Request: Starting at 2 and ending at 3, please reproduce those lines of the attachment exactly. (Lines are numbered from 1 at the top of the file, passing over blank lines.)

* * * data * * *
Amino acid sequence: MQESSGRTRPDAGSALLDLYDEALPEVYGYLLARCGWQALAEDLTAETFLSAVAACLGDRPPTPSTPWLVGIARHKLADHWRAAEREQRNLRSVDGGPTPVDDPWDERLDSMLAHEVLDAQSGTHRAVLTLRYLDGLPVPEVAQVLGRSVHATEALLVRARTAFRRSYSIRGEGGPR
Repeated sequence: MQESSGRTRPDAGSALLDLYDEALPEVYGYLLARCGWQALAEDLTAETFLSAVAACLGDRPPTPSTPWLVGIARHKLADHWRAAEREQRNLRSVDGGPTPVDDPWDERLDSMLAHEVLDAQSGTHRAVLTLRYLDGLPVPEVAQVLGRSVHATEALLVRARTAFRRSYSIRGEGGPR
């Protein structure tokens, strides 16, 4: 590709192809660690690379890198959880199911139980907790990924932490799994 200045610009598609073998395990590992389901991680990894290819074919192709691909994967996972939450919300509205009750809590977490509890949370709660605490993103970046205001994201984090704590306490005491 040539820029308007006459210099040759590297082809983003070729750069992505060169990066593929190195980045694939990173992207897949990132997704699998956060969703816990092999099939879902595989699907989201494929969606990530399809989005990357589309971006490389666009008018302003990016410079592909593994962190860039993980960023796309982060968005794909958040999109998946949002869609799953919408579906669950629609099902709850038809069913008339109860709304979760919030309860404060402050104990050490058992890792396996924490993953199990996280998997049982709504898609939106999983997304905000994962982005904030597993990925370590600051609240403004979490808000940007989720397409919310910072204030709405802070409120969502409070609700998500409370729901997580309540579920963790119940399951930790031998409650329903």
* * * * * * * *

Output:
Repeated sequence: MQESSGRTRPDAGSALLDLYDEALPEVYGYLLARCGWQALAEDLTAETFLSAVAACLGDRPPTPSTPWLVGIARHKLADHWRAAEREQRNLRSVDGGPTPVDDPWDERLDSMLAHEVLDAQSGTHRAVLTLRYLDGLPVPEVAQVLGRSVHATEALLVRARTAFRRSYSIRGEGGPR
């Protein structure tokens, strides 16, 4: 590709192809660690690379890198959880199911139980907790990924932490799994 200045610009598609073998395990590992389901991680990894290819074919192709691909994967996972939450919300509205009750809590977490509890949370709660605490993103970046205001994201984090704590306490005491 040539820029308007006459210099040759590297082809983003070729750069992505060169990066593929190195980045694939990173992207897949990132997704699998956060969703816990092999099939879902595989699907989201494929969606990530399809989005990357589309971006490389666009008018302003990016410079592909593994962190860039993980960023796309982060968005794909958040999109998946949002869609799953919408579906669950629609099902709850038809069913008339109860709304979760919030309860404060402050104990050490058992890792396996924490993953199990996280998997049982709504898609939106999983997304905000994962982005904030597993990925370590600051609240403004979490808000940007989720397409919310910072204030709405802070409120969502409070609700998500409370729901997580309540579920963790119940399951930790031998409650329903």